Friday, December 31, 2010

Sex Bomb.

Free from Christmas duties, my elves have been diligently working away on the Sex Bomb blog.  Combining my love for the handmade, Flipper, record collecting, and fish this was a natural archive project to take on.  The blog exists to display variations of the one of a kind sleeves that housed the first press (red vinyl) copies of Flipper's "Sex Bomb" 45 on Subterranean Records and gets updated periodically throughout the year when enough gather up.  You can expedite the process by sending a scan or photo of you copy of "Sex Bomb" to the Sex Bomb team.  A new round of posts have been ongoing and will last through next week.  Enjoy.

Saturday, December 25, 2010

Kill This Myth

G'day.  Assuming 'good person' status, y'all should have woken to bundles of gifts this morning.  I know I did.  But it is important to remember that today is not about getting the good stuff, it's about...preaching.  And no one preaches better than Miss Velma. We were introduced to this gem at a Light Industry screening a couple of years ago and it has become as important as Black Christmas, hot cocoa, and Candy Cane Joe-Joe's to our yuletide ritual. Enjoy!

:Absolutely one of the finest institutions going in New York, Light Industry never fails to deliver, screening the finest in odd, obscure, and otherwise unseen cinema.

Thursday, December 16, 2010

Frat Cars.

I am an obsessive list maker and keep, at all times, a legal pad full of too-small-to-read items that I need to get done. Some are short-term and only last a few hours but others hang around for years as I hope to find the time, motivation or resources to tackle. Or to motivate others to tackle.

After reviewing the massive archive of Big Boys fliers being held at a compound in Texas, my pal Ryan and I decided that in terms of historical and artistic value, not to mention sheer volume, the collection should not be limited to those invited to view the private holdings of the Break My Face Institute of the Arts. We hatched a plan to spread the word, dividing the labor so that I got the shitwork tasks of scanning fliers, deciphering dates and venues, and organizing chronologically. All Ryan had to do was register a domain and get them up, an easy feat considering his vast, vast experience at such endeavors. I finished my part in the spring of 2006, one of my last important tasks to do in Austin before splitting town and moving back to New York. Every six months or so I'd drop a line to my accomplice to see how the other side was progressing just to let him know that I hadn't forgotten. I got a phone call the other day to let me know he hadn't either, and that in a fit of inspiration he'd been up all night pounding out lines of code. So that's the story. I urge you to spend a couple of hours with as it is a truly amazing collection that spans the life of the band and provides a glimpse into their scene and how it evolved.  Some brilliant artists are featured, including band members Tim Kerr and Biscuit, but also Dixon Edge, Control Rat X, David Yow and more. I'm glad to have finally crossed the longest outstanding item off of my to-do list.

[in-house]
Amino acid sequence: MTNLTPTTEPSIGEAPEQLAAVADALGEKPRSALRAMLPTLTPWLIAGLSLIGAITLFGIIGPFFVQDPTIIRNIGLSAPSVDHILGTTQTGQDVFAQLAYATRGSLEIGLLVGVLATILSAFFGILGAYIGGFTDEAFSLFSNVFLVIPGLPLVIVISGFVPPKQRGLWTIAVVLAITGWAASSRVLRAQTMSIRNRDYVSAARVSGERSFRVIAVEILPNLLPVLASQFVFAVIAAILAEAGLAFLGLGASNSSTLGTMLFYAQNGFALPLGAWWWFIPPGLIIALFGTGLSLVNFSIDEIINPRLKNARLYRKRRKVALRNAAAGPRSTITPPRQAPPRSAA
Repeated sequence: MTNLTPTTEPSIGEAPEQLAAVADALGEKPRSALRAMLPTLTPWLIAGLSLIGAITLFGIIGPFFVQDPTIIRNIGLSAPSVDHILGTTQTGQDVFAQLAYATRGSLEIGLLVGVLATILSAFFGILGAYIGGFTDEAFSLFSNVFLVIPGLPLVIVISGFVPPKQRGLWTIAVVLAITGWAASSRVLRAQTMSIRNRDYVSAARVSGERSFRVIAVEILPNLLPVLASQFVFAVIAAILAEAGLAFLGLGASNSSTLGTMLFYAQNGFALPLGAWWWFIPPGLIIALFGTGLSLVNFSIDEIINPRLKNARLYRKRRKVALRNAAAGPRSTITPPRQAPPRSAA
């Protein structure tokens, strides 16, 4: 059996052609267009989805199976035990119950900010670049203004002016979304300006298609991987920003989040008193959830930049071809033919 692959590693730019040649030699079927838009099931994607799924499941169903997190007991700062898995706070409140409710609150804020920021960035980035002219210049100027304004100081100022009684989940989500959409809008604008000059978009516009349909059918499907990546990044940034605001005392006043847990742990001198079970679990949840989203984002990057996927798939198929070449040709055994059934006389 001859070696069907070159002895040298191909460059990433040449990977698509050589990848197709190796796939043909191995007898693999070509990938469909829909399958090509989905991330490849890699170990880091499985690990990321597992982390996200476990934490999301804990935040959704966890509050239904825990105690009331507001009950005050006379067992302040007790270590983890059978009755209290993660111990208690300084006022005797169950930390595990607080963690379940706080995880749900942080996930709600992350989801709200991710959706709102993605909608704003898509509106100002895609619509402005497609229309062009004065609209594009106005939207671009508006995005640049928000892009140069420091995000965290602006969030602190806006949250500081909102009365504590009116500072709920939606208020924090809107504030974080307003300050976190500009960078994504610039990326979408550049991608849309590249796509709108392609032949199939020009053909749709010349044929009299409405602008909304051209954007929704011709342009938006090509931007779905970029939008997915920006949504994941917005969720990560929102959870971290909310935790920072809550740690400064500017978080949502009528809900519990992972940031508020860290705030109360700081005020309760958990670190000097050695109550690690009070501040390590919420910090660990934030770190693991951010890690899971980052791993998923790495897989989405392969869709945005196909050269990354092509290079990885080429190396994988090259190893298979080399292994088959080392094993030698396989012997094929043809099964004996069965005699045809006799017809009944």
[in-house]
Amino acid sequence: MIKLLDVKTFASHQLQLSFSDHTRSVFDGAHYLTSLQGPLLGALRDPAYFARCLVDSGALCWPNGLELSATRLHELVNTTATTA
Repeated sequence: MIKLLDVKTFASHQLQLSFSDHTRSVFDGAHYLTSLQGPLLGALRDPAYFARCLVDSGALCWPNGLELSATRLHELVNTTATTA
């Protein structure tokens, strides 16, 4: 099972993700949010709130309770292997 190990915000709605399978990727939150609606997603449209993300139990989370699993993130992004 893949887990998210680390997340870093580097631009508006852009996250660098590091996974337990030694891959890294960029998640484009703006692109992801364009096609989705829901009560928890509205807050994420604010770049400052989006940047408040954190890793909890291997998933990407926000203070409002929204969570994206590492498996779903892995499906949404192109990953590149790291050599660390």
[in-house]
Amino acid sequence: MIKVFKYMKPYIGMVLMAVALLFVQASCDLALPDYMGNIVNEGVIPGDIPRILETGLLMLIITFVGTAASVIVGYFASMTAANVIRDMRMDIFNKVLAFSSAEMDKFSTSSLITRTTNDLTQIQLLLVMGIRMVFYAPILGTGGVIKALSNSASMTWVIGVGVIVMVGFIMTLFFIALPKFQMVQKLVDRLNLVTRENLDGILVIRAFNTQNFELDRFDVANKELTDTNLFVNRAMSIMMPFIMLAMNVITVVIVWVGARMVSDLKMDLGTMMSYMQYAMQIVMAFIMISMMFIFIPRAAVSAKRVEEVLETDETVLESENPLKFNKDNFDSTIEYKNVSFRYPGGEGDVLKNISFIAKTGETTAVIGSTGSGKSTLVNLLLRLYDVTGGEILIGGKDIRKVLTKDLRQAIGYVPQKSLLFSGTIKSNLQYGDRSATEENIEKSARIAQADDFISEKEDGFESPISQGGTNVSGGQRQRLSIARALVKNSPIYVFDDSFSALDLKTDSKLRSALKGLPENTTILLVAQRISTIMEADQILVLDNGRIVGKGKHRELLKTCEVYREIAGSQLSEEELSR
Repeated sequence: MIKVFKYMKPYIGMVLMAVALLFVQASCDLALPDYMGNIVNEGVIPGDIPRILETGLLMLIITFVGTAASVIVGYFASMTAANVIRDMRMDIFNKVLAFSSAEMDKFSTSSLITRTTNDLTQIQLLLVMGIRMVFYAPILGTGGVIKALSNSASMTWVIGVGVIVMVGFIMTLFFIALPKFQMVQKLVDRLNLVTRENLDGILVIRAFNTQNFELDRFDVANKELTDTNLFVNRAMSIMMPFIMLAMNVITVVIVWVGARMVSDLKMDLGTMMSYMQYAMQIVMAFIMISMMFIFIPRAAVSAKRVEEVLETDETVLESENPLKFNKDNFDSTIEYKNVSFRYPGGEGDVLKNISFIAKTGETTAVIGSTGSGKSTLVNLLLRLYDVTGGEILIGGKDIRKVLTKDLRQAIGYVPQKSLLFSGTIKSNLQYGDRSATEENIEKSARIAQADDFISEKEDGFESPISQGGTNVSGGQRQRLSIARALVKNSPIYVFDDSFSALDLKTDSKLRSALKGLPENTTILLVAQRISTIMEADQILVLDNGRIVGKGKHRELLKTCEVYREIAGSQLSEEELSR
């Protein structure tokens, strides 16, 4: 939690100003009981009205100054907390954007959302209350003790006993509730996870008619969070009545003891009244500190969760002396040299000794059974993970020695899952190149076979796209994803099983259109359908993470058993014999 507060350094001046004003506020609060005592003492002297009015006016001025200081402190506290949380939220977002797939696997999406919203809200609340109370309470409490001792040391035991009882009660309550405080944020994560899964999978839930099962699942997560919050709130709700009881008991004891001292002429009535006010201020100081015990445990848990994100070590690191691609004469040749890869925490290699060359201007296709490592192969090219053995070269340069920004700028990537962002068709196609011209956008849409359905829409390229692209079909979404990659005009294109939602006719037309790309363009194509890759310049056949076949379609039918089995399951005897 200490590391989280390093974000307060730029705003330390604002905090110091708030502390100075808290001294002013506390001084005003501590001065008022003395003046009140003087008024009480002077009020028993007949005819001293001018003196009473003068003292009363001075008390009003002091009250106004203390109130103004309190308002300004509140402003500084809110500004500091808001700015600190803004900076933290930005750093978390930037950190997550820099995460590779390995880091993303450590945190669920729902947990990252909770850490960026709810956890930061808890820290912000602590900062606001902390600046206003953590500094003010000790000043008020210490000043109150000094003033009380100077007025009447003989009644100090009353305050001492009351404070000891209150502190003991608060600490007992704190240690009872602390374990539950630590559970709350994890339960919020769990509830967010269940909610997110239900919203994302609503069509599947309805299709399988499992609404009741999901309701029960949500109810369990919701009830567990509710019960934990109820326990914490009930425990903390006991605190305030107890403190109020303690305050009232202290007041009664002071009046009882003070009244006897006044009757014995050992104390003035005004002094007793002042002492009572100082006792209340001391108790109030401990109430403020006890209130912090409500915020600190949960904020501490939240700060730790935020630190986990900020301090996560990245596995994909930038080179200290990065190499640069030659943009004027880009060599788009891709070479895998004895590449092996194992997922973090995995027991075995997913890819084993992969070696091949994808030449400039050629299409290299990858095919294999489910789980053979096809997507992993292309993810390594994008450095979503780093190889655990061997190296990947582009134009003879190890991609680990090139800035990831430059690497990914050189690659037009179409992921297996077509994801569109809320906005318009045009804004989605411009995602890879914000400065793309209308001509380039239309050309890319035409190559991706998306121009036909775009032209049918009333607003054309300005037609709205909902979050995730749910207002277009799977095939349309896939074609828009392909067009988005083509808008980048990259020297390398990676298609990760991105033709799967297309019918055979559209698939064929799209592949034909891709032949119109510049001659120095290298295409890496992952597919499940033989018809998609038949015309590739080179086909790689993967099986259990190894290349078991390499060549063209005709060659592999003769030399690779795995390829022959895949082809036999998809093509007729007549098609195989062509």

Tuesday, December 7, 2010

Circle One.

Photo taken at Holy Cross Cemetery in Culver City, CA, on November 26.